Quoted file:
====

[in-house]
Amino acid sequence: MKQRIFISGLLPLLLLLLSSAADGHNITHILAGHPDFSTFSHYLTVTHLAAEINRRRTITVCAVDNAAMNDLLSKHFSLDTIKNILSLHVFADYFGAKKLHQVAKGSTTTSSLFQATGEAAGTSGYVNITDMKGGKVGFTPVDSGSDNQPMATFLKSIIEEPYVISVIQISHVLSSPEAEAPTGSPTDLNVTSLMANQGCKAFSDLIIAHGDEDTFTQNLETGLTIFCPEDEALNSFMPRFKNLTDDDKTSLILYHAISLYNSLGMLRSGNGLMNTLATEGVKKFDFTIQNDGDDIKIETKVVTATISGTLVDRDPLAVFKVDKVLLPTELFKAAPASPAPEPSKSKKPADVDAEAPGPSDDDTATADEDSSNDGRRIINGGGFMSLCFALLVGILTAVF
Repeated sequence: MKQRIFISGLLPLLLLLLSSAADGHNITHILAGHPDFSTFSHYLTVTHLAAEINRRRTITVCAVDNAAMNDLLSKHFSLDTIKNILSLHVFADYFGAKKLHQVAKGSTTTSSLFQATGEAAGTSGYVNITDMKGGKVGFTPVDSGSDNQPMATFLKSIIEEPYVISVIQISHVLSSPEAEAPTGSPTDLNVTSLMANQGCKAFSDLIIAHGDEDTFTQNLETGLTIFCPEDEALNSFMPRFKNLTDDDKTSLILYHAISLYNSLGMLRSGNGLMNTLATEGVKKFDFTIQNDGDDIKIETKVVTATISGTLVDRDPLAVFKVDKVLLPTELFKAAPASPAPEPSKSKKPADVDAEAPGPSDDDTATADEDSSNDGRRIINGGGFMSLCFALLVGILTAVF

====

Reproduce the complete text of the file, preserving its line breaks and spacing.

[in-house]
Amino acid sequence: MKQRIFISGLLPLLLLLLSSAADGHNITHILAGHPDFSTFSHYLTVTHLAAEINRRRTITVCAVDNAAMNDLLSKHFSLDTIKNILSLHVFADYFGAKKLHQVAKGSTTTSSLFQATGEAAGTSGYVNITDMKGGKVGFTPVDSGSDNQPMATFLKSIIEEPYVISVIQISHVLSSPEAEAPTGSPTDLNVTSLMANQGCKAFSDLIIAHGDEDTFTQNLETGLTIFCPEDEALNSFMPRFKNLTDDDKTSLILYHAISLYNSLGMLRSGNGLMNTLATEGVKKFDFTIQNDGDDIKIETKVVTATISGTLVDRDPLAVFKVDKVLLPTELFKAAPASPAPEPSKSKKPADVDAEAPGPSDDDTATADEDSSNDGRRIINGGGFMSLCFALLVGILTAVF
Repeated sequence: MKQRIFISGLLPLLLLLLSSAADGHNITHILAGHPDFSTFSHYLTVTHLAAEINRRRTITVCAVDNAAMNDLLSKHFSLDTIKNILSLHVFADYFGAKKLHQVAKGSTTTSSLFQATGEAAGTSGYVNITDMKGGKVGFTPVDSGSDNQPMATFLKSIIEEPYVISVIQISHVLSSPEAEAPTGSPTDLNVTSLMANQGCKAFSDLIIAHGDEDTFTQNLETGLTIFCPEDEALNSFMPRFKNLTDDDKTSLILYHAISLYNSLGMLRSGNGLMNTLATEGVKKFDFTIQNDGDDIKIETKVVTATISGTLVDRDPLAVFKVDKVLLPTELFKAAPASPAPEPSKSKKPADVDAEAPGPSDDDTATADEDSSNDGRRIINGGGFMSLCFALLVGILTAVF